There are various restrictions in the PLRA that a prisoner has to meet before being able to bring suit but the “physical injury requirement” provision goes directly against and violates human and constitutional rights. The United States had obligations to protect and to not engage in torture and other cruel, inhumane or degrading treatment or punishment through signed and ratified human rights treaties. The United States signed a number of human rights treaties; in 1992, the International Covenant on Civil Political Rights (ICCPR), International Convention of the Elimination of All Forms of Racial Discrimination (ICERD) and the Convention Against Torture (CAT). The United States needs to be in compliance, fulfilling its obligations in regard to these meaningful treaties.

The enactment of the Prison Abuse Remedies Act (PARA) will be a significantly sensible start to correcting the injustice caused by the PLRA. The PARA was introduced as a piece of legislation in 2007 by the powerful minded Representative, Robert Scott, a Democrat from Virginia. The PARA is bravely attempting to amend the worst parts of the PLRA by eliminating the physical injury requirement; administrative remedies exhaustion and removing juveniles from the restrictive stipulations.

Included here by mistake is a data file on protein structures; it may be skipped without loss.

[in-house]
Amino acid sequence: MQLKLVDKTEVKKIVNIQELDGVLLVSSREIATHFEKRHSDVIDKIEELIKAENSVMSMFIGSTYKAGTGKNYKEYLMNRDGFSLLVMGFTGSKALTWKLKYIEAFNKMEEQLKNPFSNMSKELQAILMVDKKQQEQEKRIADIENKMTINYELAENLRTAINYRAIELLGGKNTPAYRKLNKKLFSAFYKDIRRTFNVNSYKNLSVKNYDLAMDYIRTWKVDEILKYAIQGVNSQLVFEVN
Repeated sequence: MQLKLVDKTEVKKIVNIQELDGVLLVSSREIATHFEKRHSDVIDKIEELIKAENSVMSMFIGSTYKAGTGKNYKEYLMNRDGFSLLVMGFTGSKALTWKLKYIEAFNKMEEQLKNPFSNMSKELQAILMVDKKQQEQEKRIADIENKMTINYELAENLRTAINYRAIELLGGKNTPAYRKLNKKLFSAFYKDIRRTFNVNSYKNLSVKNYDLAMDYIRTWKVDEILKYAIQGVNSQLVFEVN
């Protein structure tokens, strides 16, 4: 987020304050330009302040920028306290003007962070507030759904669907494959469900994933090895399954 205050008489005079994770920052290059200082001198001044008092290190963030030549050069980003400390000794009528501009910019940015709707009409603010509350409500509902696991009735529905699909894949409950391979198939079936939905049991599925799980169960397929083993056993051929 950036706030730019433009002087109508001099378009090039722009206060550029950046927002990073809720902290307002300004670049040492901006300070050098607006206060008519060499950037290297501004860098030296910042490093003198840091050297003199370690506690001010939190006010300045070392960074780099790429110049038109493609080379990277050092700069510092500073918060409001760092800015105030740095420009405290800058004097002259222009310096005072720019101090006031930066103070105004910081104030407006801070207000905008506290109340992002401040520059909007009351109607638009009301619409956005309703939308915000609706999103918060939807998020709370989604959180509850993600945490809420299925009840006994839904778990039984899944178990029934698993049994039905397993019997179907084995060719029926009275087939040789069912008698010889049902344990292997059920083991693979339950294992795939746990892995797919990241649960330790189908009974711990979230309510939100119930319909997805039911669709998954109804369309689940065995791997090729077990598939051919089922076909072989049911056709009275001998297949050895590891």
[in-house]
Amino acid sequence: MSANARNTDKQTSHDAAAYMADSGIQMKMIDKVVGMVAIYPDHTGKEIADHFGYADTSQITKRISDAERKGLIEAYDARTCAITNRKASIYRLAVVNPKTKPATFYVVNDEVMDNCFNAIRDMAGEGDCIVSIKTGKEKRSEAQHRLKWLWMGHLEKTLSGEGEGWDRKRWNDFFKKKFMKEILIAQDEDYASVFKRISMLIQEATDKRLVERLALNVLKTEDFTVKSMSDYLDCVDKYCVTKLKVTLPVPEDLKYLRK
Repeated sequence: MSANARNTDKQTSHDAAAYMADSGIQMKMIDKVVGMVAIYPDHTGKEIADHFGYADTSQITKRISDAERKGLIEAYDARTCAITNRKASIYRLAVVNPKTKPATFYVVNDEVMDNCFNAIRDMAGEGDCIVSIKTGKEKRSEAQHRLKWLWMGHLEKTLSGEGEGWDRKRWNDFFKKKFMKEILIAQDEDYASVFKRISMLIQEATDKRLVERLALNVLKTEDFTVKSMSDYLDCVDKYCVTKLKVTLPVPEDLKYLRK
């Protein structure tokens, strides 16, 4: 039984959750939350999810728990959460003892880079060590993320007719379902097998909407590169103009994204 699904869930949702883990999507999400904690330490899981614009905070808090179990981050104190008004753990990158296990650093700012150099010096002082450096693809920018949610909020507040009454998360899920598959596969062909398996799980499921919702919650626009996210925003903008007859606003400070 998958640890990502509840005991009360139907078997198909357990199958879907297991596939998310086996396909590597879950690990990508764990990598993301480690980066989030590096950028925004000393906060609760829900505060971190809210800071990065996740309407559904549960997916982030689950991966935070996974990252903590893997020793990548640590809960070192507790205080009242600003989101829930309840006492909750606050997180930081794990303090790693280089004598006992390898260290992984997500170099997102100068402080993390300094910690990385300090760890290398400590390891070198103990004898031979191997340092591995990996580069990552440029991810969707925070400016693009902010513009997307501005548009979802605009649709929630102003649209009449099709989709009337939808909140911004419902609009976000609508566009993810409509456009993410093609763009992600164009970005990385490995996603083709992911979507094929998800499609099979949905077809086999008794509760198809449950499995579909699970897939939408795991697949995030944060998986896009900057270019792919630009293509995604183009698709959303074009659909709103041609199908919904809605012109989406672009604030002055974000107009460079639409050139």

The physical injury requirement has caused the courts to disallow numerous lawsuits that claimed mental and emotional harm only. In dismissing these cases across the country all types of outrageous treatment inside today’s prisons goes unpunished. Extremely offensive mistreatment such as sexual abuse including rape, absence of, or poor and inadequate medical care, severe mistreatment, like standing naked for ten hours, strip searches of females by male guards, unsanitary, filthy, inhumane living areas or revealing to prisoners that an other prisoner has HIV. The current house bill would remove the absurd 1996 laws’ restrictions that make it almost hopelessly impossible to bring deserving lawsuits against the authorities that permit the abuses; the prisons that have silenced prisoners for far too long, and the prison officials who have not been held accountable. We must show strong support for the PARA to give this legislation the assistance it needs to make a difference, to help right a wrong that has been done to all prisoners in United States of America.

Diane E. Schindelwig #36582-177 is an Inmate Advocate at the Metropolitan Correction Center (MCC), 150 Park Row, New York, NY 10007